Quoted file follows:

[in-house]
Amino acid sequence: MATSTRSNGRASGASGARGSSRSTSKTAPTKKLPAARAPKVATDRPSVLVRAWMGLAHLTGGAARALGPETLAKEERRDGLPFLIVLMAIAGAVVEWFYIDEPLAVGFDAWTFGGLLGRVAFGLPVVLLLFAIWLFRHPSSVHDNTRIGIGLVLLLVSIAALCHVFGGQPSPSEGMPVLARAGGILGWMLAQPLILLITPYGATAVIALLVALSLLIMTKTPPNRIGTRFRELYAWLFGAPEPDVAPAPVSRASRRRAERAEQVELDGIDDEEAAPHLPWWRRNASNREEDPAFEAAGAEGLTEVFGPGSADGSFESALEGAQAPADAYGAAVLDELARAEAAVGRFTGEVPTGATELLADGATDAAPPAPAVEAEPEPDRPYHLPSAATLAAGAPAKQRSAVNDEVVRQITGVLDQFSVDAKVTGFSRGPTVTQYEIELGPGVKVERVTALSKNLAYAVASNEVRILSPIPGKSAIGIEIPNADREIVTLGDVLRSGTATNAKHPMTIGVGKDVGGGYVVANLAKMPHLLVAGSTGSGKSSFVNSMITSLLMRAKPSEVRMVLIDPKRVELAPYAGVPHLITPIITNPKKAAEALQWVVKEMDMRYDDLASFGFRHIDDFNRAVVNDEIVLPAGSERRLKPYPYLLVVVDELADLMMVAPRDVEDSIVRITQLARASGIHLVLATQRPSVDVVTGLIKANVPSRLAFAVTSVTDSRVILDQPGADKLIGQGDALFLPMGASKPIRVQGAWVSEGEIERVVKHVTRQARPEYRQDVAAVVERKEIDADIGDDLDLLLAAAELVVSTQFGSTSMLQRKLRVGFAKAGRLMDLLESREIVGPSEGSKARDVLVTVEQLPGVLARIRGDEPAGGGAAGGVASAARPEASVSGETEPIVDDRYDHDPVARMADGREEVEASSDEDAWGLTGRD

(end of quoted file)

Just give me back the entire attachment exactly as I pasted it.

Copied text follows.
[in-house]
Amino acid sequence: MATSTRSNGRASGASGARGSSRSTSKTAPTKKLPAARAPKVATDRPSVLVRAWMGLAHLTGGAARALGPETLAKEERRDGLPFLIVLMAIAGAVVEWFYIDEPLAVGFDAWTFGGLLGRVAFGLPVVLLLFAIWLFRHPSSVHDNTRIGIGLVLLLVSIAALCHVFGGQPSPSEGMPVLARAGGILGWMLAQPLILLITPYGATAVIALLVALSLLIMTKTPPNRIGTRFRELYAWLFGAPEPDVAPAPVSRASRRRAERAEQVELDGIDDEEAAPHLPWWRRNASNREEDPAFEAAGAEGLTEVFGPGSADGSFESALEGAQAPADAYGAAVLDELARAEAAVGRFTGEVPTGATELLADGATDAAPPAPAVEAEPEPDRPYHLPSAATLAAGAPAKQRSAVNDEVVRQITGVLDQFSVDAKVTGFSRGPTVTQYEIELGPGVKVERVTALSKNLAYAVASNEVRILSPIPGKSAIGIEIPNADREIVTLGDVLRSGTATNAKHPMTIGVGKDVGGGYVVANLAKMPHLLVAGSTGSGKSSFVNSMITSLLMRAKPSEVRMVLIDPKRVELAPYAGVPHLITPIITNPKKAAEALQWVVKEMDMRYDDLASFGFRHIDDFNRAVVNDEIVLPAGSERRLKPYPYLLVVVDELADLMMVAPRDVEDSIVRITQLARASGIHLVLATQRPSVDVVTGLIKANVPSRLAFAVTSVTDSRVILDQPGADKLIGQGDALFLPMGASKPIRVQGAWVSEGEIERVVKHVTRQARPEYRQDVAAVVERKEIDADIGDDLDLLLAAAELVVSTQFGSTSMLQRKLRVGFAKAGRLMDLLESREIVGPSEGSKARDVLVTVEQLPGVLARIRGDEPAGGGAAGGVASAARPEASVSGETEPIVDDRYDHDPVARMADGREEVEASSDEDAWGLTGRD